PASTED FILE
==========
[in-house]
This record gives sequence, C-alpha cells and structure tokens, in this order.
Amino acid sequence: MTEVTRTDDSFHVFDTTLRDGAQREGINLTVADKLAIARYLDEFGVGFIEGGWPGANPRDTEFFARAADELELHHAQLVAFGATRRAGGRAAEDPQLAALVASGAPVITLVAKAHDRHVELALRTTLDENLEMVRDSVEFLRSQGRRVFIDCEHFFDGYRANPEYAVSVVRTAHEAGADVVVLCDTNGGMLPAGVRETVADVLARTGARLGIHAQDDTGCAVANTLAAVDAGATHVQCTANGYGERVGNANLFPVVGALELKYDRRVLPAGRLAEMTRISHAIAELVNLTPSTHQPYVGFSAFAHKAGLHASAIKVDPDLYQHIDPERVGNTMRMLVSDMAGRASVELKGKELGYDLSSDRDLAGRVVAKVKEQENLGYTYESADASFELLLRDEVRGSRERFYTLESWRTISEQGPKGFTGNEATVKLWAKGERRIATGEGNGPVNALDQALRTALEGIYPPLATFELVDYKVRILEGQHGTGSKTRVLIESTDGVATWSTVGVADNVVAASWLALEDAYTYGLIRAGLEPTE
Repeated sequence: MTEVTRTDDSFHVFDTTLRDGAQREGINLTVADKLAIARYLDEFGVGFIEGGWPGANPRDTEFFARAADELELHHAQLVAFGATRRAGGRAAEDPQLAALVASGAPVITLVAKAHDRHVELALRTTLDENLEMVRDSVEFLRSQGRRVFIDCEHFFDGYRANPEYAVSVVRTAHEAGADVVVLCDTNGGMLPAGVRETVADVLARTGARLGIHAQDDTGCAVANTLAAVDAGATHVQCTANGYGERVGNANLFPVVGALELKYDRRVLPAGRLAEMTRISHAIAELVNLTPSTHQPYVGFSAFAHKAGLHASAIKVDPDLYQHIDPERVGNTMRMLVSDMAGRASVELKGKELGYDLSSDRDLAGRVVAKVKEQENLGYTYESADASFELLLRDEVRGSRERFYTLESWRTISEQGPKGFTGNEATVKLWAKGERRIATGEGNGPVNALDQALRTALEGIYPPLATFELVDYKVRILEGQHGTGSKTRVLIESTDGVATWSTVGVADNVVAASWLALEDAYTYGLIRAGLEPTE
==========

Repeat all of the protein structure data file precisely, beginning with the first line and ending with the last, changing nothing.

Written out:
[in-house]
This record gives sequence, C-alpha cells and structure tokens, in this order.
Amino acid sequence: MTEVTRTDDSFHVFDTTLRDGAQREGINLTVADKLAIARYLDEFGVGFIEGGWPGANPRDTEFFARAADELELHHAQLVAFGATRRAGGRAAEDPQLAALVASGAPVITLVAKAHDRHVELALRTTLDENLEMVRDSVEFLRSQGRRVFIDCEHFFDGYRANPEYAVSVVRTAHEAGADVVVLCDTNGGMLPAGVRETVADVLARTGARLGIHAQDDTGCAVANTLAAVDAGATHVQCTANGYGERVGNANLFPVVGALELKYDRRVLPAGRLAEMTRISHAIAELVNLTPSTHQPYVGFSAFAHKAGLHASAIKVDPDLYQHIDPERVGNTMRMLVSDMAGRASVELKGKELGYDLSSDRDLAGRVVAKVKEQENLGYTYESADASFELLLRDEVRGSRERFYTLESWRTISEQGPKGFTGNEATVKLWAKGERRIATGEGNGPVNALDQALRTALEGIYPPLATFELVDYKVRILEGQHGTGSKTRVLIESTDGVATWSTVGVADNVVAASWLALEDAYTYGLIRAGLEPTE
Repeated sequence: MTEVTRTDDSFHVFDTTLRDGAQREGINLTVADKLAIARYLDEFGVGFIEGGWPGANPRDTEFFARAADELELHHAQLVAFGATRRAGGRAAEDPQLAALVASGAPVITLVAKAHDRHVELALRTTLDENLEMVRDSVEFLRSQGRRVFIDCEHFFDGYRANPEYAVSVVRTAHEAGADVVVLCDTNGGMLPAGVRETVADVLARTGARLGIHAQDDTGCAVANTLAAVDAGATHVQCTANGYGERVGNANLFPVVGALELKYDRRVLPAGRLAEMTRISHAIAELVNLTPSTHQPYVGFSAFAHKAGLHASAIKVDPDLYQHIDPERVGNTMRMLVSDMAGRASVELKGKELGYDLSSDRDLAGRVVAKVKEQENLGYTYESADASFELLLRDEVRGSRERFYTLESWRTISEQGPKGFTGNEATVKLWAKGERRIATGEGNGPVNALDQALRTALEGIYPPLATFELVDYKVRILEGQHGTGSKTRVLIESTDGVATWSTVGVADNVVAASWLALEDAYTYGLIRAGLEPTE